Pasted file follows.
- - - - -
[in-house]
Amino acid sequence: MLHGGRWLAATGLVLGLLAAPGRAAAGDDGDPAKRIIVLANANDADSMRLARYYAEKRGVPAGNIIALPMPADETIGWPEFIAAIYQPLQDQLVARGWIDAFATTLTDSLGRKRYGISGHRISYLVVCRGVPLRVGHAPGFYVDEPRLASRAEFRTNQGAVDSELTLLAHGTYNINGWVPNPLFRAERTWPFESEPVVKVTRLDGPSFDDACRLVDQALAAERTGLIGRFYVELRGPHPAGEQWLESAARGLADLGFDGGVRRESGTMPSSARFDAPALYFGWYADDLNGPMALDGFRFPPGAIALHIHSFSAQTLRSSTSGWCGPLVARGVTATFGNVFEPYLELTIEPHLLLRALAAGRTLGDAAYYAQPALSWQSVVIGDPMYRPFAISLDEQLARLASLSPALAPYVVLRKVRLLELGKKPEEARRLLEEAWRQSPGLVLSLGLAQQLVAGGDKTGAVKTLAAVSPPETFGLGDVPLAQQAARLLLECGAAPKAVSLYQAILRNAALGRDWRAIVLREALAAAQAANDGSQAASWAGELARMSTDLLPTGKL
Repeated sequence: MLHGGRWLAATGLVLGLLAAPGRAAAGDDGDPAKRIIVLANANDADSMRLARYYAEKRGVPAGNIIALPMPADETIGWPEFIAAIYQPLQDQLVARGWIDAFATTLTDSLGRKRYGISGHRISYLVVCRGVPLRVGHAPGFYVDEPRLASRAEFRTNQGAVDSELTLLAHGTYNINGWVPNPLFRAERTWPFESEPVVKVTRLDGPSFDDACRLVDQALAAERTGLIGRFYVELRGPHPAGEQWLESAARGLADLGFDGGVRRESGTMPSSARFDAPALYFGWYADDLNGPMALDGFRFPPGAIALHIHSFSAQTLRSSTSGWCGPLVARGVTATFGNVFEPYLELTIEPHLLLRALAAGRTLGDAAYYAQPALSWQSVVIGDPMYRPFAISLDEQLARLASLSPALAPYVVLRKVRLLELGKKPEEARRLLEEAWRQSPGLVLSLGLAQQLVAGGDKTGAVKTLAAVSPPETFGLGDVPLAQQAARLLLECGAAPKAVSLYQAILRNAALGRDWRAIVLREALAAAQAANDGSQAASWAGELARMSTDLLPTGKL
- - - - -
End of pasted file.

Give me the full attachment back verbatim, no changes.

[in-house]
Amino acid sequence: MLHGGRWLAATGLVLGLLAAPGRAAAGDDGDPAKRIIVLANANDADSMRLARYYAEKRGVPAGNIIALPMPADETIGWPEFIAAIYQPLQDQLVARGWIDAFATTLTDSLGRKRYGISGHRISYLVVCRGVPLRVGHAPGFYVDEPRLASRAEFRTNQGAVDSELTLLAHGTYNINGWVPNPLFRAERTWPFESEPVVKVTRLDGPSFDDACRLVDQALAAERTGLIGRFYVELRGPHPAGEQWLESAARGLADLGFDGGVRRESGTMPSSARFDAPALYFGWYADDLNGPMALDGFRFPPGAIALHIHSFSAQTLRSSTSGWCGPLVARGVTATFGNVFEPYLELTIEPHLLLRALAAGRTLGDAAYYAQPALSWQSVVIGDPMYRPFAISLDEQLARLASLSPALAPYVVLRKVRLLELGKKPEEARRLLEEAWRQSPGLVLSLGLAQQLVAGGDKTGAVKTLAAVSPPETFGLGDVPLAQQAARLLLECGAAPKAVSLYQAILRNAALGRDWRAIVLREALAAAQAANDGSQAASWAGELARMSTDLLPTGKL
Repeated sequence: MLHGGRWLAATGLVLGLLAAPGRAAAGDDGDPAKRIIVLANANDADSMRLARYYAEKRGVPAGNIIALPMPADETIGWPEFIAAIYQPLQDQLVARGWIDAFATTLTDSLGRKRYGISGHRISYLVVCRGVPLRVGHAPGFYVDEPRLASRAEFRTNQGAVDSELTLLAHGTYNINGWVPNPLFRAERTWPFESEPVVKVTRLDGPSFDDACRLVDQALAAERTGLIGRFYVELRGPHPAGEQWLESAARGLADLGFDGGVRRESGTMPSSARFDAPALYFGWYADDLNGPMALDGFRFPPGAIALHIHSFSAQTLRSSTSGWCGPLVARGVTATFGNVFEPYLELTIEPHLLLRALAAGRTLGDAAYYAQPALSWQSVVIGDPMYRPFAISLDEQLARLASLSPALAPYVVLRKVRLLELGKKPEEARRLLEEAWRQSPGLVLSLGLAQQLVAGGDKTGAVKTLAAVSPPETFGLGDVPLAQQAARLLLECGAAPKAVSLYQAILRNAALGRDWRAIVLREALAAAQAANDGSQAASWAGELARMSTDLLPTGKL